The famous aphorism in the title of this item—often cited in reference to the Nazis—comes from Almansor, a play by the great German Jewish poet Heinrich Heine, published in 1823. The play is set in Granada just after its annexation to Christian Spain in 1492; the line is spoken by a Muslim character in reference to the mass burning of the Quran by the Inquisition. But, writes Shlomo Avineri, the author most likely had a different event in mind:
Although, in the years following the end of the Napoleonic wars and the 1815 Congress of Vienna, Heine and his Jewish friends were able to attend university and aspire to careers as German writers and scholars, these years also saw the emergence of virulent modern German nationalism. The torchbearers of this movement were the student fraternities. . . .
In 1817, under the guise of celebrating the 300th anniversary of Martin Luther’s “95 Theses,” the fraternities called for a major pilgrimage to the Wartburg fortress in Thuringia, where Luther had once found refuge from his Catholic pursuers. . . . The Wartburg Festival, as it was called, was one of the first political mass demonstrations of the 19th century. Under the banner “Honor, Liberty, and Fatherland,” more than 500 students made the trek to Wartburg Castle. The festive procession culminated in a torchlight parade, with speeches by a number of student leaders and university professors—and a celebratory book burning.
The first volume to be thrown into the flames was the Napoleonic Code, which had been introduced in some German states during the brief period of French hegemony. The students and their teachers saw the civil code as a symbol not only of foreign occupation, but also of the universalistic ideas of the Enlightenment and hence something anti-national and anti-German. Of course, these were precisely the ideas that underwrote the equal rights that had been granted to Jews in the Rhineland and other German areas under French rule or influence. . . .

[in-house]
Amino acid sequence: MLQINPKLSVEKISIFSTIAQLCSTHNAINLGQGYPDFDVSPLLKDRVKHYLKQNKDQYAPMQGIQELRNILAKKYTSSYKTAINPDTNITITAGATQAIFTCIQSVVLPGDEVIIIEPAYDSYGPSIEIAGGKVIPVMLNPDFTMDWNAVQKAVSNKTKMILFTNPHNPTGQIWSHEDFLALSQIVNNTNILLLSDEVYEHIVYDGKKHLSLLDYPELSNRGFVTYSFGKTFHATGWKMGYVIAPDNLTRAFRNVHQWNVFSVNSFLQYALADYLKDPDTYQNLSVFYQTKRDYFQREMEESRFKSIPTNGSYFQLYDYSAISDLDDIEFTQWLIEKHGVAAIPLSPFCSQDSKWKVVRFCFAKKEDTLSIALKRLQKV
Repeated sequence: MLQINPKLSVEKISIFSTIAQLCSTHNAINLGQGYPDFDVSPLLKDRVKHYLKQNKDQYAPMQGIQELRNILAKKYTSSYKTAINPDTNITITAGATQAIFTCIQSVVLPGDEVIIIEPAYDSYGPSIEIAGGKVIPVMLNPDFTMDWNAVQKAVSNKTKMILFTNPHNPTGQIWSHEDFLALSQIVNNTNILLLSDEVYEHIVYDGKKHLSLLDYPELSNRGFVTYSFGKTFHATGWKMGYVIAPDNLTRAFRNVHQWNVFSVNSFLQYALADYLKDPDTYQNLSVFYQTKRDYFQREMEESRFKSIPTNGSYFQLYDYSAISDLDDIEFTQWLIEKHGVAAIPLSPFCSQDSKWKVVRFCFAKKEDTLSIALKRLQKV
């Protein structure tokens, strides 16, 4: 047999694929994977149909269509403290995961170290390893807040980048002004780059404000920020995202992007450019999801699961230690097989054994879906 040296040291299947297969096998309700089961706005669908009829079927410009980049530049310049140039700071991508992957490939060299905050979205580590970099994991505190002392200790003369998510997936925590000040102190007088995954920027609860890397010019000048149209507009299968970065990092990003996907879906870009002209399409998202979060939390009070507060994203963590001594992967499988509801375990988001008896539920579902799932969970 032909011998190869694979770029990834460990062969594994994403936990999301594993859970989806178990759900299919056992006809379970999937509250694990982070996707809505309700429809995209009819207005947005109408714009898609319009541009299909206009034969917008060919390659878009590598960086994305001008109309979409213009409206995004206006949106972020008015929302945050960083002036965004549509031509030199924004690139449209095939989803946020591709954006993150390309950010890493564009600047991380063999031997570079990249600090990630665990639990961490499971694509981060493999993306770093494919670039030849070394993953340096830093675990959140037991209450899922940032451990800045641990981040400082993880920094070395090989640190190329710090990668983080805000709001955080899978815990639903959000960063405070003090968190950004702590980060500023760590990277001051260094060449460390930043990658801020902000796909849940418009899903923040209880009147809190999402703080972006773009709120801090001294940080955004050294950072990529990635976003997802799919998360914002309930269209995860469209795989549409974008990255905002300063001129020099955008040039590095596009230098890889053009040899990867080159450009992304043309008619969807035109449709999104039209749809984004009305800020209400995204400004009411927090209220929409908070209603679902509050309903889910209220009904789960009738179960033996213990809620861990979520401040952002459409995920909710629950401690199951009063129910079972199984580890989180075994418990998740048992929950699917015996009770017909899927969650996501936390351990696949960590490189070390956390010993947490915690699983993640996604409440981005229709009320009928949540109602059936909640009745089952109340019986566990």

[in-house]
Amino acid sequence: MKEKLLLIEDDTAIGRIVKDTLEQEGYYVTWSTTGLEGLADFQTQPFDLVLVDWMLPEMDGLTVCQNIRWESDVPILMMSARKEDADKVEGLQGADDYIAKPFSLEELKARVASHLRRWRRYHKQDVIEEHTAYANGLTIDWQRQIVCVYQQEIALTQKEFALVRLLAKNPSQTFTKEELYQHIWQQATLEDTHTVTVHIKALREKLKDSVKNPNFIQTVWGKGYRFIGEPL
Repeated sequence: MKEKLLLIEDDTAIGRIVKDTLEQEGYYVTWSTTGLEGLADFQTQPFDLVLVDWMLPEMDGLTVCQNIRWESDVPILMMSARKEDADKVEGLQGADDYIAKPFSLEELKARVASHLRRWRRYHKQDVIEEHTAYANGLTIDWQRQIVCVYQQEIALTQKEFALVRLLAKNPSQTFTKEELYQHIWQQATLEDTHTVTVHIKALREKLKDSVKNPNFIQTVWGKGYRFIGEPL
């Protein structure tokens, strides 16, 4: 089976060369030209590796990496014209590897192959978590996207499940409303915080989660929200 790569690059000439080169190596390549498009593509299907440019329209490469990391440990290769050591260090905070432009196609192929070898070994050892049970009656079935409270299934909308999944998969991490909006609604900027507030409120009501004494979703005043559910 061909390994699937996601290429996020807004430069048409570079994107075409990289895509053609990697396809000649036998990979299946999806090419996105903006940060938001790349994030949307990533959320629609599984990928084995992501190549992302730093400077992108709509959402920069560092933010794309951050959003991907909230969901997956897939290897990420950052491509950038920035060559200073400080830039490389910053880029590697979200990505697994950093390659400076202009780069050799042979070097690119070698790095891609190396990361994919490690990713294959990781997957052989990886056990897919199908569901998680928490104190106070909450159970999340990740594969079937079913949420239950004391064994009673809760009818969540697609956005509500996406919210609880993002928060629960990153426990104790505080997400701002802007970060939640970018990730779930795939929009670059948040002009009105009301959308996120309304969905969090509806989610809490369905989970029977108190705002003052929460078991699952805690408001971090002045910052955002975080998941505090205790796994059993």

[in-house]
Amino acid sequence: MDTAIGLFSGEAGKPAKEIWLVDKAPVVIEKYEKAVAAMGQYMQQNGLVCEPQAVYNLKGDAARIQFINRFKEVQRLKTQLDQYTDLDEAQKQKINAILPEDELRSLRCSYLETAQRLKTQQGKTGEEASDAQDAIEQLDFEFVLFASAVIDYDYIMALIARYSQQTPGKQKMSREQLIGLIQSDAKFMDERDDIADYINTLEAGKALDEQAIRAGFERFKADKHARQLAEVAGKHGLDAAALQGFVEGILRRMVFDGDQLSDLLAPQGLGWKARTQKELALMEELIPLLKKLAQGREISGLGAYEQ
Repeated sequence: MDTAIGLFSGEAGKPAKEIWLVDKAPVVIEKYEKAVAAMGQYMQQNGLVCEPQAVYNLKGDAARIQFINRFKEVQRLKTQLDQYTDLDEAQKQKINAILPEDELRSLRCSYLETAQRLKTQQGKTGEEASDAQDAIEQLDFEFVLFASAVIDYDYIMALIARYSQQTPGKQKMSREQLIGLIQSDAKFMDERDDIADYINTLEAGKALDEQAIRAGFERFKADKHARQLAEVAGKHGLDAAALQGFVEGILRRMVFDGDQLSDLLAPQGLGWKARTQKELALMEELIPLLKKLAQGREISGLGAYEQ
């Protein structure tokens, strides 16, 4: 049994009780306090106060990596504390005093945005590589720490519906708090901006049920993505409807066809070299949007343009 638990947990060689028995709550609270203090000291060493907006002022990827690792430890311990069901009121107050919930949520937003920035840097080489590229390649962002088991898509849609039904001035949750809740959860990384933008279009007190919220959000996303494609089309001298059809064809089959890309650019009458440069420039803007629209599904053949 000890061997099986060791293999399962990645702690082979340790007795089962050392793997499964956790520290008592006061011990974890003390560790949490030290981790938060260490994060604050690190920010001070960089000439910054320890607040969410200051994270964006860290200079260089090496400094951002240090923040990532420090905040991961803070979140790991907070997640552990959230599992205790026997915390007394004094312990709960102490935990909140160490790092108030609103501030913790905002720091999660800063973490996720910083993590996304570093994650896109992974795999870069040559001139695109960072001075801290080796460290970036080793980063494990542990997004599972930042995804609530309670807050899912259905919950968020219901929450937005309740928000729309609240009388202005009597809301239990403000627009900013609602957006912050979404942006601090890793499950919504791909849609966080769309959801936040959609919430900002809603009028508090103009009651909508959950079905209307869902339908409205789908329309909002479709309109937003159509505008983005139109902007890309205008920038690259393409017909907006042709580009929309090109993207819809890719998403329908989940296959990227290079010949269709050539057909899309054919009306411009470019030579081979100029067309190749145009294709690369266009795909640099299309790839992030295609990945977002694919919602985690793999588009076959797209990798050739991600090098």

Another one of the authors whose books were condemned to the flames was Saul Ascher, a German Jewish philosopher and publicist who is today almost totally forgotten. Born Saul ben Anschel Jaffe to a Berlin Jewish banking family, he was one of the first Jewish students to receive a doctorate. By the second decade of the 19th century, Ascher was famous throughout Germany for a series of popular publications in which he supported the ideas of the French Revolution and called for full civic rights for Jews everywhere. Ascher was close to . . . Heine, who wrote about him several times and visited Ascher on his deathbed in 1822, shortly before the publication of Almansor.